WASHINGTON, D.C. – For now, the Coast Guard is focused on being sea-based in the high latitudes even as talk of building a deep-water Arctic port gains support in Washington.
The Navy’s explosive ordnance disposal (EOD) community is looking to leverage nearly two decades of expertise gained in the mountains of Afghanistan and the deserts in Iraq and apply them to helping the Navy gain sea control and beach access in a future high-end, near-peer adversary type of fight. Read More
The Senate has confirmed Lt. Gen. David Berger to serve as the next commandant of the Marine Corps following a hold from Sen. Dan Sullivan (R-Alaska). Read More
An aircraft carrier is in Alaska for Exercise Northern Edge for the first time in a decade, as the service continues to prioritize re-learning how to operate in the Arctic. Read More
Five Chinese warships crossed into U.S. territorial waters heading south out of the Bering Sea exercising a stipulation in maritime law that allows a warship to cross into another country’s maritime territory legally, U.S. defense officials told USNI News on Thursday. Read More
“It’s very important to have Russia on board” when looking at the Arctic from an environmental, economic and security standpoint, the former commandant of the Coast Guard said Tuesday at the Heritage Foundation in Washington, D.C. Read More
The U.S. Army Space and Missile Defense Command conducted a test of a new Conventional Prompt Global Strike (CPGS) weapon earlier today. However, the test did not go as planned and the Army was forced to destroy the weapon prematurely. Read More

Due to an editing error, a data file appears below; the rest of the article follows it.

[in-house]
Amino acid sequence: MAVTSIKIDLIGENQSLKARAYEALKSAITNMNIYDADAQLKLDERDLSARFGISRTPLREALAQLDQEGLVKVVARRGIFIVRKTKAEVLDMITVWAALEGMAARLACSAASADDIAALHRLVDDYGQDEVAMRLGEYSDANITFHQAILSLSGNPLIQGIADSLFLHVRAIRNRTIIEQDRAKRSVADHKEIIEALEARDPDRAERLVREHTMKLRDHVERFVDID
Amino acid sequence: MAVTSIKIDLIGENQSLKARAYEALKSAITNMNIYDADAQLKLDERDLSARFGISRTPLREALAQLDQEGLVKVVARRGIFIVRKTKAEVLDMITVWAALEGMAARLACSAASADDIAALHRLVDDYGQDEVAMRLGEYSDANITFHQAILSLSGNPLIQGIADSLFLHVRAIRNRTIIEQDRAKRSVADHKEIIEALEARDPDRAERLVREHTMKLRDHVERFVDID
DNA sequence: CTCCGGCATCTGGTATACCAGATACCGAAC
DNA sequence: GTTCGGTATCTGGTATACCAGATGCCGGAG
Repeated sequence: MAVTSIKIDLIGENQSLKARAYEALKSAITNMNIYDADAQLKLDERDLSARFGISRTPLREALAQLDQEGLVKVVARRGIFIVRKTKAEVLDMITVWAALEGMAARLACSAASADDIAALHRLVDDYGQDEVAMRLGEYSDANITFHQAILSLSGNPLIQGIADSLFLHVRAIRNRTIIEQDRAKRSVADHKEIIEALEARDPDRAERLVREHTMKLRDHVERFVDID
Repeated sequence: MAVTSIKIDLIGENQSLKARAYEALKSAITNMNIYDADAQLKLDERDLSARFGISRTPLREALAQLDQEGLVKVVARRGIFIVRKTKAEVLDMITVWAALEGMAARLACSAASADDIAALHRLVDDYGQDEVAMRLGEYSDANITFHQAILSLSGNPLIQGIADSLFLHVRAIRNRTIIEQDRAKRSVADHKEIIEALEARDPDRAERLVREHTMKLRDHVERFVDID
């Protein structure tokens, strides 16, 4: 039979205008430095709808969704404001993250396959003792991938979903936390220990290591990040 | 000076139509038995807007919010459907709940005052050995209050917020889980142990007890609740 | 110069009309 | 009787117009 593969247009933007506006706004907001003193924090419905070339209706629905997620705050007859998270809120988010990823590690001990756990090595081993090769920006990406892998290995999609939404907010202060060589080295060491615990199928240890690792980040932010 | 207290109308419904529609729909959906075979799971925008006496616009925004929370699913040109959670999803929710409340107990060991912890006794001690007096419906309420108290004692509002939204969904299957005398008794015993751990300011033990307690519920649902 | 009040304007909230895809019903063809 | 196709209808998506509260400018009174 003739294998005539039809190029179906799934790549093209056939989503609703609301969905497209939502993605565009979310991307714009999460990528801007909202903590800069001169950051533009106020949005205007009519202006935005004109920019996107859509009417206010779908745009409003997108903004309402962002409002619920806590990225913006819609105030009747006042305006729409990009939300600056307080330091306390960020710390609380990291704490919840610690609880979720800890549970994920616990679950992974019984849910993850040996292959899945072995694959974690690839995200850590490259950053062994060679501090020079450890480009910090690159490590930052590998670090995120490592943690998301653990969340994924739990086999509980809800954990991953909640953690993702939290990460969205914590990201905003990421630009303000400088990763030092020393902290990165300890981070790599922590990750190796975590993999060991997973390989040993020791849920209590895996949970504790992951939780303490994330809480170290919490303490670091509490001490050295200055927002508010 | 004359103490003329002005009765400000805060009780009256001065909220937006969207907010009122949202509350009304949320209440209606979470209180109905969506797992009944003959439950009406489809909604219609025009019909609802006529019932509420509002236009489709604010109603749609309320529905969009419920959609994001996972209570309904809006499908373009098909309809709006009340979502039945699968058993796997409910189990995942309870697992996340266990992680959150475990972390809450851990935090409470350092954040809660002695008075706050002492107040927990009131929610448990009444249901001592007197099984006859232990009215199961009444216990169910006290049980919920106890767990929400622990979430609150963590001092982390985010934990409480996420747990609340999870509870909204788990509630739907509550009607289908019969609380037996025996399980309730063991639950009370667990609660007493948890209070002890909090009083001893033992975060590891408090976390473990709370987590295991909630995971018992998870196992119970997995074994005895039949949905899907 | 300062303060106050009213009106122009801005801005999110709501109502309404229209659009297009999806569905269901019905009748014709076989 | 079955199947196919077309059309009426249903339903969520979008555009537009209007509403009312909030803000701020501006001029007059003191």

The Navy commissioned the seventh San Antonio-class amphibious war ship into the Fleet in a snowy Saturday ceremony in Alaska.
The 26,000 ton USS Anchorage (LPD-23) is the latest in the line of dock landing platform ships to enter the Fleet and one of 11 planned warships designed to ferry 720 Marines and their aircraft and landing craft around the world. Read More
In the late 18th and early 19th centuries, the U.S. Navy had no formal procedure for naming ships. It wasn’t until 1819 that Congress passed an act stating “all of the ships, of the Navy of the United States, now building, or hereafter to be built, shall be named by the Secretary of the Navy.” The secretary has fulfilled this role ever since, even though the passage expressly assigning authority for designating ship names was omitted when the U.S. Code was revised in 1925.
In addition to recommendations from Congress and the president, the secretary traditionally has been guided by a rather loose set of naming conventions—cruisers were to be named for battles, attack submarines for U.S. cities, destroyers for Navy and Marine heroes, and so forth. Controversy has erupted whenever the choice of a name strayed too far from those conventions, was seemingly swayed by politics, or deemed inappropriate for various reasons. Read More